Between 5% and 10% of the population are Muslim, most of whom live in parts of Mindanao, Palawan, and the Sulu Archipelago – an area known as Bangsamoro or the Moro region.[173][174] Some have migrated into urban and rural areas in different parts of the country. Most Muslim Filipinos practice Sunni Islam according to the Shafi'i school.[42] Philippine traditional religions are still practiced by many aboriginal and tribal groups, often syncretized with Christianity and Islam. Animism, folk religion, and shamanism remain present as undercurrents of mainstream religion, through the albularyo, the babaylan, and the manghihilot. Buddhism, Taoism, and Chinese folk religion, are dominant in Chinese communities.[174] There are also followers of Hinduism, Sikhism,[160] and Judaism and Baha'i.[175]

Education

The University of Santo Tomas, established in 1611, has the oldest extant university charter in Asia.

The National Statistics Office reports a simple literacy rate of 93.4% and a functional literacy rate of 84.1% for 2003.[5][129][136] Literacy is about equal for males and females.[5] Spending for education is around 2.5% of GDP.[5] According to the Department of Education, or DepEd, there were 44,846 elementary schools and 10,384 secondary schools registered for the school year 2009–2010[176] while the Commission on Higher Education (CHED) lists 2,180 higher education institutions, 607 of which are public and 1,573 private.[177] Classes start in June and end in March. The majority of colleges and universities follow a semester calendar from June to October and November to March. There are a number of foreign schools with study programs.[3] Republic Act No. 9155 gives the framework of basic education in the Philippines and provides for compulsory elementary education and free high school education.[178]

Several government agencies are involved with education. The Department of Education covers elementary, secondary, and nonformal education; the Technical Education and Skills Development Authority (TESDA) administers the post-secondary middle-level education training and development; and the Commission on Higher Education (CHED) supervises the college and graduate academic programs and degrees as well as regulates standards in higher education.[179] In 2004, madaris were mainstreamed in 16 regions nationwide mainly in Muslim areas in Mindanao under the auspices and program of the Department of Education.[180] Public universities are all non-sectarian entities, and are further classified as State University and College (SUC) or Local College and University (LCU).[177] SUCs are funded by the national government as determined by the Philippine Congress.[181] The University of the Philippines is the national university of the Philippines.[182]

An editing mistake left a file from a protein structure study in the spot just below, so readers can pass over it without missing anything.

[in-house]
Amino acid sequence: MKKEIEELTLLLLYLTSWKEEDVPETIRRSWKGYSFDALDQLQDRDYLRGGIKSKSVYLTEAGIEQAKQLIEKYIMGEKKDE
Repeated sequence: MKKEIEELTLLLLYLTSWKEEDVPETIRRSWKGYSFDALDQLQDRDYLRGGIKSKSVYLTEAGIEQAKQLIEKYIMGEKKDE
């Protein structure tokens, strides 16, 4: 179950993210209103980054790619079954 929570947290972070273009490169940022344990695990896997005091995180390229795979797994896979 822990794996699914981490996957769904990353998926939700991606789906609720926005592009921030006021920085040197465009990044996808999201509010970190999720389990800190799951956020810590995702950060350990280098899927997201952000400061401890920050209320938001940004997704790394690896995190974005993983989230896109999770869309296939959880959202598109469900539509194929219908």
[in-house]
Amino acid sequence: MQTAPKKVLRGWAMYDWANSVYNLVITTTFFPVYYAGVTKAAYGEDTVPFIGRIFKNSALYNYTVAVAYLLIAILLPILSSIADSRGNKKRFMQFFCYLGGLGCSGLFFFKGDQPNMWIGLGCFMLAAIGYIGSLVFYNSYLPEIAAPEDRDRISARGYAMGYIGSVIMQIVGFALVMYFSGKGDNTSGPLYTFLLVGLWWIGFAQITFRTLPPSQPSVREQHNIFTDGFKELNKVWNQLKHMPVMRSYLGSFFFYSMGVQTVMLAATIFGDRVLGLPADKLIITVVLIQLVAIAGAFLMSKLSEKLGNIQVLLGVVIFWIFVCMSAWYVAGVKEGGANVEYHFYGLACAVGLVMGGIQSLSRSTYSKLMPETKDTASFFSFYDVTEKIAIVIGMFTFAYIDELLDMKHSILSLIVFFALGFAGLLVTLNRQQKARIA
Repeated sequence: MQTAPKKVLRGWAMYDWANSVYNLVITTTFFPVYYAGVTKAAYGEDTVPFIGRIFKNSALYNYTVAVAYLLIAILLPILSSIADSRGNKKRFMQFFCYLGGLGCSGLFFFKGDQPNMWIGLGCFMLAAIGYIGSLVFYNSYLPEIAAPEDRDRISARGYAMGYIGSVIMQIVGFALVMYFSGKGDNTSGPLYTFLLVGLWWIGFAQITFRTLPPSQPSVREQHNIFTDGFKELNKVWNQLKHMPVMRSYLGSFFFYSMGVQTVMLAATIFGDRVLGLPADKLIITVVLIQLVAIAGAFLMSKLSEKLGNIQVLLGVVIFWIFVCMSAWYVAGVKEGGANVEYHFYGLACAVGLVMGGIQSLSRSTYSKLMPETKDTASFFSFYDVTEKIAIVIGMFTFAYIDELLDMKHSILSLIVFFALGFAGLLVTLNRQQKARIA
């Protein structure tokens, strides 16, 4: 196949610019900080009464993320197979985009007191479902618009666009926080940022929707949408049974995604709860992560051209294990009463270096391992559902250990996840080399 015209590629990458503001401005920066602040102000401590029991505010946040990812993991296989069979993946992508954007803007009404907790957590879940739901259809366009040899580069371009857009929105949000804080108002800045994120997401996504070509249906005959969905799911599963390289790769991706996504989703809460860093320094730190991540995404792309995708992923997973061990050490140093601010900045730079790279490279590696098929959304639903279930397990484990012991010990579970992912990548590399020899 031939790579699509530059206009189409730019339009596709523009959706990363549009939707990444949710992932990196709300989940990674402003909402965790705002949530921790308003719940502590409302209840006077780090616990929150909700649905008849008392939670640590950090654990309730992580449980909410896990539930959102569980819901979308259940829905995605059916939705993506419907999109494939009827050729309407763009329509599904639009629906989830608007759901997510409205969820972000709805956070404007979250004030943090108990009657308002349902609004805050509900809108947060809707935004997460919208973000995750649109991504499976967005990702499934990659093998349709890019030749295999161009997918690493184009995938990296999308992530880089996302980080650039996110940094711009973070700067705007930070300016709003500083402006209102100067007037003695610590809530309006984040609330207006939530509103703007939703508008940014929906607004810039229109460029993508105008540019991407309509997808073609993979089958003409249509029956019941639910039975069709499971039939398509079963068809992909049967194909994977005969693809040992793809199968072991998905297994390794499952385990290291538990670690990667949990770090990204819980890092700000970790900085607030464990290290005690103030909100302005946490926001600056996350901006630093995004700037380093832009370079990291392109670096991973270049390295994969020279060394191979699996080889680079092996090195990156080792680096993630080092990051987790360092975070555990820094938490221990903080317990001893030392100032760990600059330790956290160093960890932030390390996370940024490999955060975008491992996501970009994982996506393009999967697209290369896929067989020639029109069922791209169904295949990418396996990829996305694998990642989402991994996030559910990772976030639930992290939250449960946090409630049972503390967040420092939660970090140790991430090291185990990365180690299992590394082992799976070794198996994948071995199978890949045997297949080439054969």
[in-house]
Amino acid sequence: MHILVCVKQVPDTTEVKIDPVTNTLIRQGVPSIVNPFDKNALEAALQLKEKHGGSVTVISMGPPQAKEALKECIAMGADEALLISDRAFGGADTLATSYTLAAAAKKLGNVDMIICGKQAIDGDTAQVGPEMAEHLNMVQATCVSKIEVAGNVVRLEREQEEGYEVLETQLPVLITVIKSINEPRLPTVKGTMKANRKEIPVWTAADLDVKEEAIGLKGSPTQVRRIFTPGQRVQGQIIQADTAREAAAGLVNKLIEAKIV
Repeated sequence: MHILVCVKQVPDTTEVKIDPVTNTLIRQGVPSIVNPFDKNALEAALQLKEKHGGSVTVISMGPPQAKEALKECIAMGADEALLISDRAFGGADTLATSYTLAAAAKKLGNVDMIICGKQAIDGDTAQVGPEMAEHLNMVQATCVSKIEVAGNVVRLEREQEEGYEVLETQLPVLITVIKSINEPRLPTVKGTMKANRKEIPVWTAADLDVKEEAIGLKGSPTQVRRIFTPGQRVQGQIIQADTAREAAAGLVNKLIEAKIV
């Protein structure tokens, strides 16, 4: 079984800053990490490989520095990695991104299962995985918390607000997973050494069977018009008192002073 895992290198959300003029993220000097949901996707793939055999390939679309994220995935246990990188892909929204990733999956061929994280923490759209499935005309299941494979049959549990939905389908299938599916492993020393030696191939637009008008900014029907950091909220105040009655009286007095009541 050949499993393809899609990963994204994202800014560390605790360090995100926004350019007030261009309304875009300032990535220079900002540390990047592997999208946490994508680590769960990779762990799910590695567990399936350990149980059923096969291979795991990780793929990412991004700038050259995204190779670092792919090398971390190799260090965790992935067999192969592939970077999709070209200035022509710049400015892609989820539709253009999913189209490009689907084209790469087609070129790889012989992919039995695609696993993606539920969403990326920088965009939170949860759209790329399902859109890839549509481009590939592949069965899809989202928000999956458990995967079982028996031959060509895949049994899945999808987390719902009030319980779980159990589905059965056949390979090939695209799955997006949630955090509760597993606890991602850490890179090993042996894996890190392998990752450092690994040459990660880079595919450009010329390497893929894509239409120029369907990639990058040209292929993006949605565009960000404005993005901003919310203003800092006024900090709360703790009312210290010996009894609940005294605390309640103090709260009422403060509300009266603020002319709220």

Health

Most of the national burden of health care is taken up by private health providers. In 2006, total expenditures on health represented 3.8% of GDP. 67.1% of that came from private expenditures while 32.9% was from government. External resources accounted for 2.9% of the total. Health expenditures represented about 6.1% of total government spending. Per capita total expenditure at average exchange rate was $52.[183] The proposed national health budget for 2010 is ₱28 billion (about $597 million) or ₱310 ($7) per person.[184] The government share of total spending on health has declined steadily, and with more people, there has been less to spend per person.

There are an estimated 90,370 physicians or 1 per every 833 people, 480,910 nurses, 43,220 dentists, and 1 hospital bed per every 769 people.[183] Retention of skilled practitioners is a problem. 70% of nursing graduates go overseas to work. The country is the biggest supplier of nurses.[185] In 2001 there were about 1,700 hospitals, of which about 40% were government-run and 60% private. Cardiovascular diseases account for more than 25% of all deaths. According to official estimates, 1,965 cases of human immunodeficiency virus (HIV) were reported in 2003, of which 636 had developed acquired immune deficiency syndrome (AIDS). Other estimates have as many as 12,000 people living with HIV/AIDS in 2005.[186]

Infrastructure

Transportation

Blue and white jeepney with a green and white bus behind it
A jeepney and a bus, common forms of public transport in the Philippines